Barack Obama two ferns Funny or

Hollywood’s role in promoting enrollment in the Affordable Care Act was on display in the final hours before a deadline for coverage this year, as John Legend, Jared Leto and Kerry Washington were among a wave of figures tweeting a link to Healthcare.gov and a top administration official once again defended President Obama’s turn to pop culture to spread the word.

Monday was the last day of open enrollment, with more website problems reported due to a software bug and to a surge in traffic. Nevertheless, a scramble for signups had been expected, and the site reported record volume.

As the enrollment date approached on Oct. 1, the White House sought to tap into pop culture, drawing on Obama’s base of entertainment industry supporters to send out tweets and other types of social media messaging, for YouTube stars to promote signups, and for administration officials to appear on shows popular with an online audience. Last July, celebrities like Jennifer Hudson and Amy Poehler, along with managers, producers and writers, met at the White House to plot out a communications strategy through entertainment. The effort has been coordinated by the White House’s Entertainment Advisory Council, which is chaired by producer-manager Eric Ortner, songwriter Bruce Roberts and actor Kal Penn.

The target in the effort has been to reach young, healthy enrollees to register, enough to establish a balanced risk pool to keep costs low.

Senior adviser Valerie Jarrett, for instance, appeared on Pop Sugar last week to talk about the enrollment deadline and, when asked, about her opinions of Netflix’s “House of Cards.”

“It’s one of my favorite shows,” she said, adding, assuredly, “Washington isn’t like that though.”

Vice President Joseph Biden on Monday appeared on “The Rachael Ray Show,” where he urged signups and, among other things, talked of the skin care advice he gets from his wife.

Obama himself has appeared on “The Ellen DeGeneres Show” and ESPN. But perhaps no guest stint drew greater attention than an interview with Zach Galifianakis’ Funny or Die series “Between Two Ferns,” a satirical webseries that routinely draws web hits in the multiple millions. The Obama interview, in which the president appeared to be miffed at the host’s inane questions, drew more than 20 million views.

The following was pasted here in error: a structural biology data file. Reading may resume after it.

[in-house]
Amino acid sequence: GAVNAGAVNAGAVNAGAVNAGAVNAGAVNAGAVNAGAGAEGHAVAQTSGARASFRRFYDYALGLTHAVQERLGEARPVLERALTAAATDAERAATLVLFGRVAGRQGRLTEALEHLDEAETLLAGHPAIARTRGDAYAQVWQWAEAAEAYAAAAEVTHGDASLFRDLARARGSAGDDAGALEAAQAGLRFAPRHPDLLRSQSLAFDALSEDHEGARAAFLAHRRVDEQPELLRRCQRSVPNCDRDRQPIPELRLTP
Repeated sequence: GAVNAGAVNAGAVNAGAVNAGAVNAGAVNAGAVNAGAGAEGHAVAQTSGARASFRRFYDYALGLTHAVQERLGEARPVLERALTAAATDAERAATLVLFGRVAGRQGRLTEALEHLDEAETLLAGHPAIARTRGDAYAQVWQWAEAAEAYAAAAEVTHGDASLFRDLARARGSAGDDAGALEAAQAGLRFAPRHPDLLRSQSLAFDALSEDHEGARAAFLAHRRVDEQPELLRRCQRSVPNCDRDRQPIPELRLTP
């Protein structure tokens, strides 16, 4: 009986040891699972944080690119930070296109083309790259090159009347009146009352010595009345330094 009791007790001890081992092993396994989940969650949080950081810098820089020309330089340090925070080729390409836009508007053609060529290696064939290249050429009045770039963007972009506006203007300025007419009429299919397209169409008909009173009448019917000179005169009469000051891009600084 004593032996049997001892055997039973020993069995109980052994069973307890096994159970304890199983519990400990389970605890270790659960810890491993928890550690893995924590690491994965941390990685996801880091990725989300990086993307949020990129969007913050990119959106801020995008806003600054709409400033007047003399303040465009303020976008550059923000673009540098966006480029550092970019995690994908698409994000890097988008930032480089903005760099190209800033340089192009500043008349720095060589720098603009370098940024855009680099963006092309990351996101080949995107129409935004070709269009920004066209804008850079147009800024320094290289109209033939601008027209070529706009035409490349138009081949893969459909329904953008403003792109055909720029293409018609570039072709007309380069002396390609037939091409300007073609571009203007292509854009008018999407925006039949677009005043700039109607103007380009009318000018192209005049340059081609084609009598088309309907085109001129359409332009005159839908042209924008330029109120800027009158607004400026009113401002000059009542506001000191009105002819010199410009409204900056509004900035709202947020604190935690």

In an appearance on HuffPost Live on Monday, Health and Human Services Secretary Kathleen Sebelius said there was a “Galifianakis bump,” and defended the appearance even though critics have questioned whether it was not in keeping with the dignity of the presidency.

“The website traffic surged once the ‘Between Two Ferns’ interview went on,” Sebelius said. “But more importantly, what we tried to do was reach people in the language that they must understand. Certainly Zach reaches a certain audience. We’ve had Lebron James talking to sports fans during March Madness and Kevin Durant and others echoing that. We’ve had moms reaching out to their peers… We’re just trying to meet people where they are and give them real life examples and in some cases, make them laugh.”

Other celebrities sending out tweets included Sarah Silverman, Elizabeth Banks Zach Braff and Questlove Jenkins. Kal Penn wrote, “If you like your gonorrhea, you can keep your gonorrhea! Or get health insurance. Or live with gonorrhea. #getcovered. healthcare.gov.”

Tuesday update: Ortner, who is chairman of the Entertainment Advisory Council, said that “we weren’t lying when we said we had a plan. We said that it was all about March and the final weeks before the deadline.”

He said that their strategy is tapping into pop culture was to “use both a scapel and a spear,” drawing on the broad reach of entertainment, but also microtargeting the messaging to reach specific constituencies. But the nature of the messaging also changed from last fall to this month.

“It matured from an awareness campaign to ‘Here are the specifics. Here’s why you need this,'” he said. Celebrity surrogates were also told to create their own messaging, rather than rely on the script, in an effort to try to be “authentic.” The idea was to establish a level of trust about information being delivered.

Expect more analytics in the coming weeks on the effectiveness of using nontraditional media, digging deeper on whether Zach Galifianakis really saved Obamacare. But for now, it is likely to convince the White House that its strategy of tapping into the pop culture worked.

 

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